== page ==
Texas drivers license law could hit the brakes on U.S. immigration case
One of the pivotal issues in the closely watched battle over President Barack Obama’s executive action on immigration to be argued before the U.S. Supreme Court on Monday is the rather banal subject of the money Texas pays for driver’s licenses.
To bring the case and have legal standing, the state of Texas, the lead plaintiff in the case, must show that it has been hurt in some way. In its filing, Texas argues that it would take a hefty financial hit for processing driver’s licenses for immigrants in the country illegally whose deportation would be deferred under Obama’s executive action.
The Texas attorney general’s office said Obama’s action “would cause a spike in driver’s license applications, thus making those licenses much more costly to issue.”
But the numbers cited by Texas in its claim far exceed what the state currently pays annually for all its driver’s license services.
“It is kind of dry, legal stuff, but it is of great consequence,” said Bill Beardall, executive director of the Equal Justice Center in Texas, which provides legal help for low-income families and immigrants.
Beardall, also a University of Texas Law School professor, said the claims Texas makes of harm are tenuous.
“It has been regarded by almost all legal scholars as a very thin basis for claiming the kind of irreparable harm that would support a temporary injunction, or the kind of serious harm that would support standing,” Beardall said.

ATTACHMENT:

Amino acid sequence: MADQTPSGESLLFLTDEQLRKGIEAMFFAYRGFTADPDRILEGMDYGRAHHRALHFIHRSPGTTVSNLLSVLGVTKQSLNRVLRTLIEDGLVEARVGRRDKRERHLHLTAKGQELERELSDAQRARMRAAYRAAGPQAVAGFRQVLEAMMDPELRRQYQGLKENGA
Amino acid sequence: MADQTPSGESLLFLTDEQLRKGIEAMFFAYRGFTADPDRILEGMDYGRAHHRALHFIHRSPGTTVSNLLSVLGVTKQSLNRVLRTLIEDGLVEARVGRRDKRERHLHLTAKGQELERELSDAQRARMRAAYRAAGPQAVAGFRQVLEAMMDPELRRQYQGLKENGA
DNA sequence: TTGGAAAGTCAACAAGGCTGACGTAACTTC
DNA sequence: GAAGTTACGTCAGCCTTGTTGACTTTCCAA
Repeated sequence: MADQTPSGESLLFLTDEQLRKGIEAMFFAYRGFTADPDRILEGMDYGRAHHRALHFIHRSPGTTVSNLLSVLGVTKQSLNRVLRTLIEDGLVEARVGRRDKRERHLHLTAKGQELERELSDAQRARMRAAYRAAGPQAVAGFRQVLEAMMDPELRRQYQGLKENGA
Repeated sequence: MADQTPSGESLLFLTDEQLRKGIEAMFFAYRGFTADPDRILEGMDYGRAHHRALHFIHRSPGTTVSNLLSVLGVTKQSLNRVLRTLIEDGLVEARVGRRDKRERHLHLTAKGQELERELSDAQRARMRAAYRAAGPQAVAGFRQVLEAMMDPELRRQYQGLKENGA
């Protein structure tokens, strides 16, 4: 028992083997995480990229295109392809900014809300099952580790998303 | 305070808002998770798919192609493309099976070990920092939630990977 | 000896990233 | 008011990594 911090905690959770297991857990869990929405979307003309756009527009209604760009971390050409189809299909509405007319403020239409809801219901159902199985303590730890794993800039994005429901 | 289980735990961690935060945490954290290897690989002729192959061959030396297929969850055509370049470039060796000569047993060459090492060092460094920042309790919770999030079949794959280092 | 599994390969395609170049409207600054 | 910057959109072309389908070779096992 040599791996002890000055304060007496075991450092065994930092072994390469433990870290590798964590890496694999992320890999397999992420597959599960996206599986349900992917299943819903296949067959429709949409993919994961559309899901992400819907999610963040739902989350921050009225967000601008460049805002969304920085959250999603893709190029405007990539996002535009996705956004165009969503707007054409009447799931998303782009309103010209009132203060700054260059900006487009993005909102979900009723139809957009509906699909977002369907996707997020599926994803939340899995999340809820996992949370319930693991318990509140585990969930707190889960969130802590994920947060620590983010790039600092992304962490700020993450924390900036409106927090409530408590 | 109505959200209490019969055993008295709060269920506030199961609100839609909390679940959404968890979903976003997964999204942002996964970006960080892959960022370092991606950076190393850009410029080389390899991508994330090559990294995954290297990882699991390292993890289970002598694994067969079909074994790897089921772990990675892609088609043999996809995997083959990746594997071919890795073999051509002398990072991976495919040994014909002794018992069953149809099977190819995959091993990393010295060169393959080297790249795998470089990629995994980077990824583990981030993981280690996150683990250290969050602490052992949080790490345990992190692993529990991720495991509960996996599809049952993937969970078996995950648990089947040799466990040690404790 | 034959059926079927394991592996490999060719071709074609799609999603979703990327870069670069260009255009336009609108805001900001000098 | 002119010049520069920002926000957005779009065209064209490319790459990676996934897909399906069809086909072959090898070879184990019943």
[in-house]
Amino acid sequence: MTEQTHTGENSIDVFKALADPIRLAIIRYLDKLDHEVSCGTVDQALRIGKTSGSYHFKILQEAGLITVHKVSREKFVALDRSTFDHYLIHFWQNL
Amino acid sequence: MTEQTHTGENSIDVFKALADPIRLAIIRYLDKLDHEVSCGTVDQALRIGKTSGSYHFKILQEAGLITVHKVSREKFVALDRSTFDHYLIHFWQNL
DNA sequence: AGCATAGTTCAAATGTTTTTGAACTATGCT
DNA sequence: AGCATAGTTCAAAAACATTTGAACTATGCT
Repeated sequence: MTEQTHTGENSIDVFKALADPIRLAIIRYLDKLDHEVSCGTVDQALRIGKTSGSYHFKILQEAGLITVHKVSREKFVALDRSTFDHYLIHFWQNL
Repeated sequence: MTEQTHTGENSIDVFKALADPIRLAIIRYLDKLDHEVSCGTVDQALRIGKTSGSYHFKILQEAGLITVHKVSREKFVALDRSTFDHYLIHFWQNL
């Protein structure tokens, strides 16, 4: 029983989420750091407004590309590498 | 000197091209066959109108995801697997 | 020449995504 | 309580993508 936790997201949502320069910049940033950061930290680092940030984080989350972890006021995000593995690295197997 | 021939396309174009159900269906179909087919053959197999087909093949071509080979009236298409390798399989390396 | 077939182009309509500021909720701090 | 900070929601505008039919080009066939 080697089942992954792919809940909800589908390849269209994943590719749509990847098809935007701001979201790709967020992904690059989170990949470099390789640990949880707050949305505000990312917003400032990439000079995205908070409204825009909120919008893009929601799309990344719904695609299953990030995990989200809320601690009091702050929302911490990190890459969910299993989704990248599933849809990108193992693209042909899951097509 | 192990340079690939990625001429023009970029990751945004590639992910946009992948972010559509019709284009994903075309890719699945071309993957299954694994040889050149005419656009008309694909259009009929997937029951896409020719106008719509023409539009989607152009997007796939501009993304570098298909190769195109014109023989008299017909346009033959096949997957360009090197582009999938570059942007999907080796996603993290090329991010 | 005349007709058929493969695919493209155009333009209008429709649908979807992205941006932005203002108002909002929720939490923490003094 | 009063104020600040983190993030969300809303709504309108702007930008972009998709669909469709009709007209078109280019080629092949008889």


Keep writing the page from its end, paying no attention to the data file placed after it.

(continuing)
If the Supreme Court finds that Texas lacked a sufficient “injury” to sue, the case ends there and Obama wins.
In a filing with the Supreme Court, Texas contends that processing driver’s licenses for immigrants shielded from deportation under Obama’s action would cost the state more than $103 million in additional funds to process as many as 520,000 people seeking licenses.
The $103 million figure is nearly triple what the state of 27 million people currently budgets annually for all driver’s license services including tasks such as administering about 4.9 million driver’s examinations and mailing approximately 6.3 million driver’s licenses and identification cards.
In its explanation of costs contained in a 400-page appendix to the high court, Texas said the additional immigrants it expects to seek driver’s licenses would force it to hire new staff, expand office space and bolster technology.
“The added customer base that may be created by the president’s executive action, assuming an applicant will be able to demonstrate they are authorized to be in the United States, will substantially burden driver license resources without additional funding and support,” Texas stated in the document.
The state said that for each additional 1,750 people seeking driver’s licenses, it would have to hire roughly two full-time employees to process them.
That number does not match the figure in this fiscal year’s state budget, which said the average number of driver’s licenses and records produced by a single full-time employee is 2,638 annually, a figure triple the efficiency of the state’s claim to the Supreme Court.
Texas said in its Supreme Court filing that to process applications from the immigrants who fall under the terms of the executive action, it has to make additional checks. It also said the average costs of those checks is about 75 cents an applicant.
(Reporting by Jon Herskovitz; Editing by Will Dunham)